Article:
Church's idealisation of sexuality may be root of abuse
RITE AND REASON:THE RECENT papal encyclical Caritas in Veritateis in many ways a wise and insightful reflection on the economic crisis. However, given the scandal created by the Ryan report, the people of Ireland may have good reasons for refusing to engage with a papal encyclical, even if it addresses a different scandal that has devastated so many of their lives.
But I wonder if Caritas in Veritateinadvertently reveals some of the problems inherent in the modern church’s teaching about human sexuality in a way that sheds some light on the conditions that allow a hidden culture of sexual abuse to take root. Caritas in Veritaterisks presenting a utopian ideal in its representation of marriage and the family, and this is part of the problem we have to address if the church is to become more effective and trustworthy in its ministries and teachings.
For much of its history, Catholicism has viewed all human sexuality with suspicion, with sex in marriage being acceptable only if its main purpose was procreation.
That attitude changed in the mid-20th century and, although openness to conception remains a sine qua non of sexual love, modern papal teachings acknowledge that married sex is good even when it has no procreative capacity.
But the pendulum has swung so far that we are now confronted with a romantic fantasy about marriage and the family that results in a naive and, I believe, dangerous attitude to sexuality.
The problem with high ideals is that they often fail to distinguish between the good, the not so good and the downright bad, so that everything short of perfection stands equally condemned.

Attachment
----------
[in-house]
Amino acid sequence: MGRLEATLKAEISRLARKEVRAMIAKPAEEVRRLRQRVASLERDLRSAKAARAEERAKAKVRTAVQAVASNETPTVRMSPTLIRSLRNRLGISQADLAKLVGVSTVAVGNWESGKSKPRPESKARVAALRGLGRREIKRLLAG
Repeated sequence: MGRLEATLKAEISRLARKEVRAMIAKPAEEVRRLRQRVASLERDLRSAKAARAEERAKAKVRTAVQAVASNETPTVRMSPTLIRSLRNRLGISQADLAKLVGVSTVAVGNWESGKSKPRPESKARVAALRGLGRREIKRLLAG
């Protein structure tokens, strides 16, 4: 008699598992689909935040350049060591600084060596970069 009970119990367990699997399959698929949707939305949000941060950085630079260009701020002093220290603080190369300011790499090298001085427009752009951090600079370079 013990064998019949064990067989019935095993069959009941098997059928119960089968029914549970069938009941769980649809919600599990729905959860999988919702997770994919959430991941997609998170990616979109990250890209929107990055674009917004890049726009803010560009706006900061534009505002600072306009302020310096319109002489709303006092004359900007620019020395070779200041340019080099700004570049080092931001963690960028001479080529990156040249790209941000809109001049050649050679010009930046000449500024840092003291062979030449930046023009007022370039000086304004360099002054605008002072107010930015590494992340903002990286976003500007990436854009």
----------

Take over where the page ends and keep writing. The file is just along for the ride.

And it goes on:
Consciences that have been shaped by such moral absolutism may be unable to differentiate between the ordinary muddle of more or less healthy sexuality, and levels of sexual dysfunction that result in abusive and predatory behaviour.
At the level of priestly formation, if priests are not helped to understand and accept the complexity of their own and other people’s sexuality, a minority may end up trapped in a culture of loathing and contempt for sexual bodies and, for some, it may be a small step to visiting ever more extreme abuses on bodies that arouse sexual desire.
Caritas in Veritaterefers to “the beauty of marriage and the family”; it affirms Humanae Vitae and it repeatedly condemns abortion. When it discusses concerns on population growth, it does so by warning about the dangers of under-population.
It makes no mention of HIV/ Aids and it is silent on questions of maternal mortality and women’s reproductive health, despite the fact that an estimated 536,000 women die every year from causes relating to pregnancy and childbirth, 99 per cent of them in developing countries. These are startling omissions.
This apparent indifference to the suffering of sexual bodies (fertile women and those who have HIV/Aids) has deep roots, and there may be hidden connections between a culture of sexual abuse and a culture of sexual idealisation.
Pope Benedict fails to take seriously the complex realities and sometimes the tragic failures of marriage and family life, and he makes no acknowledgment of the difficult decisions that often confront us in the areas of reproduction and sexuality. I doubt if Josef Fritzl’s daughter would agree with his reference to “the primary competence of the family in the area of sexuality”.
If the church seeks to avoid further sex abuse scandals, then it urgently needs to reconsider its theology of human sexuality. “All have sinned and fall short of the glory of God,” says St Paul. That may be true, but in the area of sexuality some sins are worse than others, and until the church acknowledges that, we shall remain trapped between the devil and the deep blue sea when it comes to Catholicism and sex.
Dr Tina Beattie is professor of Catholic Studies at Roehampton University, London, and director of the Catholic weekly, the Tablet. She will give a lecture on the subject of this article at St Mary’s Church, Haddington Road, in Dublin on Thursday, November 5th, at 8pm